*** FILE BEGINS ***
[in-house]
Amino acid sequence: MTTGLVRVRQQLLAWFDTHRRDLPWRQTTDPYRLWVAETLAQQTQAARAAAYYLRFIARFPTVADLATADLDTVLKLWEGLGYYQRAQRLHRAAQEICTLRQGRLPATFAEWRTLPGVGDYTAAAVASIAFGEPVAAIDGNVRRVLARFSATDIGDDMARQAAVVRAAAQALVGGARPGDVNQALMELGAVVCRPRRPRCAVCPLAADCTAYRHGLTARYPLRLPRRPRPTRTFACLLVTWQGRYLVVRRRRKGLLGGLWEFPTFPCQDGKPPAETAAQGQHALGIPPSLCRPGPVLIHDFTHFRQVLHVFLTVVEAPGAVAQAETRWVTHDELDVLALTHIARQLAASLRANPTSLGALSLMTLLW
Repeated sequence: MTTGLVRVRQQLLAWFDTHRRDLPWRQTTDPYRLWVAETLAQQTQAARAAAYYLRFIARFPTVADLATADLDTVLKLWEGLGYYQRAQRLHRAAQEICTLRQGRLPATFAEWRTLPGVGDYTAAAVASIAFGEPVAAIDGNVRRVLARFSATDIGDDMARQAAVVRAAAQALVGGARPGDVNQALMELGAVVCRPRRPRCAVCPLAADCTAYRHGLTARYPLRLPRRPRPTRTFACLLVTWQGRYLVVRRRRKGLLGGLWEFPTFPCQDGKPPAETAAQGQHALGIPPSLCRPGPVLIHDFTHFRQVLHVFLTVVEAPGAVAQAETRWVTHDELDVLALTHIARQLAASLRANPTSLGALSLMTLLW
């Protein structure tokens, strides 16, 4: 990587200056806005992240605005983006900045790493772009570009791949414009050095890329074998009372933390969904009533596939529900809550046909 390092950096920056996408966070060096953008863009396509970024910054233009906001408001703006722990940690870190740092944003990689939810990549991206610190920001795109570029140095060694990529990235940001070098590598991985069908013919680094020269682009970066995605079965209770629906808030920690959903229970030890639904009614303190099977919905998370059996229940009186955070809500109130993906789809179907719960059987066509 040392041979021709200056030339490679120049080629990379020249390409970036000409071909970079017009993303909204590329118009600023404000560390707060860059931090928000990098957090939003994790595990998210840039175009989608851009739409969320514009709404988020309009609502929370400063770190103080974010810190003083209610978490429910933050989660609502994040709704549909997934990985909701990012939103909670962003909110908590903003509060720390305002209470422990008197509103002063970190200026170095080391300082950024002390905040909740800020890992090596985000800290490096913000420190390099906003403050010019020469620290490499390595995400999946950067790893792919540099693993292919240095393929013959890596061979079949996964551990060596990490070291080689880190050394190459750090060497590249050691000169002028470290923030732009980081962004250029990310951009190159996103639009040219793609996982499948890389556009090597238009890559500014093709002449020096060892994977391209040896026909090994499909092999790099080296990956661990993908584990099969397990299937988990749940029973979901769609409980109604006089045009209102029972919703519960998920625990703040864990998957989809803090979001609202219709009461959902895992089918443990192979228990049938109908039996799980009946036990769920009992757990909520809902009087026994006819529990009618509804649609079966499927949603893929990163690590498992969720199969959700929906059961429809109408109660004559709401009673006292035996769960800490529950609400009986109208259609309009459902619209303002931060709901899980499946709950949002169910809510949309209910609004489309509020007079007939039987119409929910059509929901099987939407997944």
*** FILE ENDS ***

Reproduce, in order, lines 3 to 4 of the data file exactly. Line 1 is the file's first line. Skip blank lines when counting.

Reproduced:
Repeated sequence: MTTGLVRVRQQLLAWFDTHRRDLPWRQTTDPYRLWVAETLAQQTQAARAAAYYLRFIARFPTVADLATADLDTVLKLWEGLGYYQRAQRLHRAAQEICTLRQGRLPATFAEWRTLPGVGDYTAAAVASIAFGEPVAAIDGNVRRVLARFSATDIGDDMARQAAVVRAAAQALVGGARPGDVNQALMELGAVVCRPRRPRCAVCPLAADCTAYRHGLTARYPLRLPRRPRPTRTFACLLVTWQGRYLVVRRRRKGLLGGLWEFPTFPCQDGKPPAETAAQGQHALGIPPSLCRPGPVLIHDFTHFRQVLHVFLTVVEAPGAVAQAETRWVTHDELDVLALTHIARQLAASLRANPTSLGALSLMTLLW
């Protein structure tokens, strides 16, 4: 990587200056806005992240605005983006900045790493772009570009791949414009050095890329074998009372933390969904009533596939529900809550046909 390092950096920056996408966070060096953008863009396509970024910054233009906001408001703006722990940690870190740092944003990689939810990549991206610190920001795109570029140095060694990529990235940001070098590598991985069908013919680094020269682009970066995605079965209770629906808030920690959903229970030890639904009614303190099977919905998370059996229940009186955070809500109130993906789809179907719960059987066509 040392041979021709200056030339490679120049080629990379020249390409970036000409071909970079017009993303909204590329118009600023404000560390707060860059931090928000990098957090939003994790595990998210840039175009989608851009739409969320514009709404988020309009609502929370400063770190103080974010810190003083209610978490429910933050989660609502994040709704549909997934990985909701990012939103909670962003909110908590903003509060720390305002209470422990008197509103002063970190200026170095080391300082950024002390905040909740800020890992090596985000800290490096913000420190390099906003403050010019020469620290490499390595995400999946950067790893792919540099693993292919240095393929013959890596061979079949996964551990060596990490070291080689880190050394190459750090060497590249050691000169002028470290923030732009980081962004250029990310951009190159996103639009040219793609996982499948890389556009090597238009890559500014093709002449020096060892994977391209040896026909090994499909092999790099080296990956661990993908584990099969397990299937988990749940029973979901769609409980109604006089045009209102029972919703519960998920625990703040864990998957989809803090979001609202219709009461959902895992089918443990192979228990049938109908039996799980009946036990769920009992757990909520809902009087026994006819529990009618509804649609079966499927949603893929990163690590498992969720199969959700929906059961429809109408109660004559709401009673006292035996769960800490529950609400009986109208259609309009459902619209303002931060709901899980499946709950949002169910809510949309209910609004489309509020007079007939039987119409929910059509929901099987939407997944």